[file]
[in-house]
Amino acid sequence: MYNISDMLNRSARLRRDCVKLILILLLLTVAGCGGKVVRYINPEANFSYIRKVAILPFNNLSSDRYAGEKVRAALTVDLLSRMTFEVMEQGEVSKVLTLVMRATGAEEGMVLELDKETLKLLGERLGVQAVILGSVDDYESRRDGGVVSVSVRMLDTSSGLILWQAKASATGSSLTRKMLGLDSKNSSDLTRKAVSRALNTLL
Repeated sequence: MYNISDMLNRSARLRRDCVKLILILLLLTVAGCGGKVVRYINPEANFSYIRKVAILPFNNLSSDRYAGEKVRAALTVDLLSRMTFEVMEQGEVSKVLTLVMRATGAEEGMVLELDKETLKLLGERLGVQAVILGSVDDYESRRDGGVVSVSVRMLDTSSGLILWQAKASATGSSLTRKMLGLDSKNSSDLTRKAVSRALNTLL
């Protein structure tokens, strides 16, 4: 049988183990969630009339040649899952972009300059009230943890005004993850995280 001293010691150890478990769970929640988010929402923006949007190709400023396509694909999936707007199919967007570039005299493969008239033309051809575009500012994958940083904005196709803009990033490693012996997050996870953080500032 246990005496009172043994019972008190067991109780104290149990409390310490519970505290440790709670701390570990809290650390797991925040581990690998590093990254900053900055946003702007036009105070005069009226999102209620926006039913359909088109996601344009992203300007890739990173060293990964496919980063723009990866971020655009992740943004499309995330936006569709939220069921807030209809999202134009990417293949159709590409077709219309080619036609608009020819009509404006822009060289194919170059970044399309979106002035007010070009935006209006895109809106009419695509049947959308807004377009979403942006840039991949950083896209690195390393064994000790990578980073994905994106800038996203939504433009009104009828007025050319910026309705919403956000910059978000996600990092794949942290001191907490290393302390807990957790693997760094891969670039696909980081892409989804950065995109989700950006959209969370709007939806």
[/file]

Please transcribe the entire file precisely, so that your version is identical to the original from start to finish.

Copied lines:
[in-house]
Amino acid sequence: MYNISDMLNRSARLRRDCVKLILILLLLTVAGCGGKVVRYINPEANFSYIRKVAILPFNNLSSDRYAGEKVRAALTVDLLSRMTFEVMEQGEVSKVLTLVMRATGAEEGMVLELDKETLKLLGERLGVQAVILGSVDDYESRRDGGVVSVSVRMLDTSSGLILWQAKASATGSSLTRKMLGLDSKNSSDLTRKAVSRALNTLL
Repeated sequence: MYNISDMLNRSARLRRDCVKLILILLLLTVAGCGGKVVRYINPEANFSYIRKVAILPFNNLSSDRYAGEKVRAALTVDLLSRMTFEVMEQGEVSKVLTLVMRATGAEEGMVLELDKETLKLLGERLGVQAVILGSVDDYESRRDGGVVSVSVRMLDTSSGLILWQAKASATGSSLTRKMLGLDSKNSSDLTRKAVSRALNTLL
């Protein structure tokens, strides 16, 4: 049988183990969630009339040649899952972009300059009230943890005004993850995280 001293010691150890478990769970929640988010929402923006949007190709400023396509694909999936707007199919967007570039005299493969008239033309051809575009500012994958940083904005196709803009990033490693012996997050996870953080500032 246990005496009172043994019972008190067991109780104290149990409390310490519970505290440790709670701390570990809290650390797991925040581990690998590093990254900053900055946003702007036009105070005069009226999102209620926006039913359909088109996601344009992203300007890739990173060293990964496919980063723009990866971020655009992740943004499309995330936006569709939220069921807030209809999202134009990417293949159709590409077709219309080619036609608009020819009509404006822009060289194919170059970044399309979106002035007010070009935006209006895109809106009419695509049947959308807004377009979403942006840039991949950083896209690195390393064994000790990578980073994905994106800038996203939504433009009104009828007025050319910026309705919403956000910059978000996600990092794949942290001191907490290393302390807990957790693997760094891969670039696909980081892409989804950065995109989700950006959209969370709007939806």